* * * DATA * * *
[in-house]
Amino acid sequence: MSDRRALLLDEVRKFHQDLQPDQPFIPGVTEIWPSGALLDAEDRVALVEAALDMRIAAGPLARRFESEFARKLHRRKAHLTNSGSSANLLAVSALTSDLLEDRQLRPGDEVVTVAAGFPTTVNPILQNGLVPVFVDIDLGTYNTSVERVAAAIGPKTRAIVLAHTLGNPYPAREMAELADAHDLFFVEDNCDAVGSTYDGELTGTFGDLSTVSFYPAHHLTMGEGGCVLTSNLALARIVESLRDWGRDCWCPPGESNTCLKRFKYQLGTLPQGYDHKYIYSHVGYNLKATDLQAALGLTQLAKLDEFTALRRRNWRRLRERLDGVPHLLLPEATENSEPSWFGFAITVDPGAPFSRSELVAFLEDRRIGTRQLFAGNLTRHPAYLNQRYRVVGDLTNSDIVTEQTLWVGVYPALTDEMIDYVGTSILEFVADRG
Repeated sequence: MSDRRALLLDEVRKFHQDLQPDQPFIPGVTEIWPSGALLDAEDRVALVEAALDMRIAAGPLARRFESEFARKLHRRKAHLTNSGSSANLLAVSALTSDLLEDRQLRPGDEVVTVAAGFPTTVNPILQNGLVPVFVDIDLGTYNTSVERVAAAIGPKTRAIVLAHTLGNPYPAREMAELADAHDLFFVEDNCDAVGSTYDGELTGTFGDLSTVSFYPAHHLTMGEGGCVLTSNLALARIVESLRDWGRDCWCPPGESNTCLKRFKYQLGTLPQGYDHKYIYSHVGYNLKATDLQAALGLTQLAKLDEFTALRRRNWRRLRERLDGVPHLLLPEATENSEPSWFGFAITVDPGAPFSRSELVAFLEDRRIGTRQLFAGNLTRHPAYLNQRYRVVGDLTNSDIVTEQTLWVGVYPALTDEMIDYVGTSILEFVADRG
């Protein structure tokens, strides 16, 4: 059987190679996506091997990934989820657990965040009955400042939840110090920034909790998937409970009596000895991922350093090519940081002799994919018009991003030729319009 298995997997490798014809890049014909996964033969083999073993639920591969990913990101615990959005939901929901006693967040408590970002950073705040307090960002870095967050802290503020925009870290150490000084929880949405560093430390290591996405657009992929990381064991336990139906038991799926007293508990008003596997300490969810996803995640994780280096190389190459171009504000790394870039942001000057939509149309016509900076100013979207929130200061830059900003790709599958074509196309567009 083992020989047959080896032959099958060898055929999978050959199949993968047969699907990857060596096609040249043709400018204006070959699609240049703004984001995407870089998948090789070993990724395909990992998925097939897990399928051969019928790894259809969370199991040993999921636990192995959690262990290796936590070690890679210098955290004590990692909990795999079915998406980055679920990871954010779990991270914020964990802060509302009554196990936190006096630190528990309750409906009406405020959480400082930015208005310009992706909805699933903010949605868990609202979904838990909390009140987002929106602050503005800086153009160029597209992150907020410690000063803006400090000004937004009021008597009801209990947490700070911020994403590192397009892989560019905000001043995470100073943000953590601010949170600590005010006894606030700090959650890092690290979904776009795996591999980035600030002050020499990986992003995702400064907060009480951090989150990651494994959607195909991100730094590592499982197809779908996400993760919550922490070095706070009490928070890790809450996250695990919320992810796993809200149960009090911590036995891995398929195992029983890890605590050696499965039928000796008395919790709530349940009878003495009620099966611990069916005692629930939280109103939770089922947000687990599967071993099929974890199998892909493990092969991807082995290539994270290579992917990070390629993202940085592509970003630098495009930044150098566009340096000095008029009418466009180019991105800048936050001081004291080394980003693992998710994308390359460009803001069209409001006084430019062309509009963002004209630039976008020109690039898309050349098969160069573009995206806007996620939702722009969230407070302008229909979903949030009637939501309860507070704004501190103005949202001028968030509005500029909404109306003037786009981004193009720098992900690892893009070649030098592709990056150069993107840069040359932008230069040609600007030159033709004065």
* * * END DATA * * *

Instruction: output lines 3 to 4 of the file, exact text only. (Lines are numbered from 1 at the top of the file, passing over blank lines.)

Repeated sequence: MSDRRALLLDEVRKFHQDLQPDQPFIPGVTEIWPSGALLDAEDRVALVEAALDMRIAAGPLARRFESEFARKLHRRKAHLTNSGSSANLLAVSALTSDLLEDRQLRPGDEVVTVAAGFPTTVNPILQNGLVPVFVDIDLGTYNTSVERVAAAIGPKTRAIVLAHTLGNPYPAREMAELADAHDLFFVEDNCDAVGSTYDGELTGTFGDLSTVSFYPAHHLTMGEGGCVLTSNLALARIVESLRDWGRDCWCPPGESNTCLKRFKYQLGTLPQGYDHKYIYSHVGYNLKATDLQAALGLTQLAKLDEFTALRRRNWRRLRERLDGVPHLLLPEATENSEPSWFGFAITVDPGAPFSRSELVAFLEDRRIGTRQLFAGNLTRHPAYLNQRYRVVGDLTNSDIVTEQTLWVGVYPALTDEMIDYVGTSILEFVADRG
């Protein structure tokens, strides 16, 4: 059987190679996506091997990934989820657990965040009955400042939840110090920034909790998937409970009596000895991922350093090519940081002799994919018009991003030729319009 298995997997490798014809890049014909996964033969083999073993639920591969990913990101615990959005939901929901006693967040408590970002950073705040307090960002870095967050802290503020925009870290150490000084929880949405560093430390290591996405657009992929990381064991336990139906038991799926007293508990008003596997300490969810996803995640994780280096190389190459171009504000790394870039942001000057939509149309016509900076100013979207929130200061830059900003790709599958074509196309567009 083992020989047959080896032959099958060898055929999978050959199949993968047969699907990857060596096609040249043709400018204006070959699609240049703004984001995407870089998948090789070993990724395909990992998925097939897990399928051969019928790894259809969370199991040993999921636990192995959690262990290796936590070690890679210098955290004590990692909990795999079915998406980055679920990871954010779990991270914020964990802060509302009554196990936190006096630190528990309750409906009406405020959480400082930015208005310009992706909805699933903010949605868990609202979904838990909390009140987002929106602050503005800086153009160029597209992150907020410690000063803006400090000004937004009021008597009801209990947490700070911020994403590192397009892989560019905000001043995470100073943000953590601010949170600590005010006894606030700090959650890092690290979904776009795996591999980035600030002050020499990986992003995702400064907060009480951090989150990651494994959607195909991100730094590592499982197809779908996400993760919550922490070095706070009490928070890790809450996250695990919320992810796993809200149960009090911590036995891995398929195992029983890890605590050696499965039928000796008395919790709530349940009878003495009620099966611990069916005692629930939280109103939770089922947000687990599967071993099929974890199998892909493990092969991807082995290539994270290579992917990070390629993202940085592509970003630098495009930044150098566009340096000095008029009418466009180019991105800048936050001081004291080394980003693992998710994308390359460009803001069209409001006084430019062309509009963002004209630039976008020109690039898309050349098969160069573009995206806007996620939702722009969230407070302008229909979903949030009637939501309860507070704004501190103005949202001028968030509005500029909404109306003037786009981004193009720098992900690892893009070649030098592709990056150069993107840069040359932008230069040609600007030159033709004065």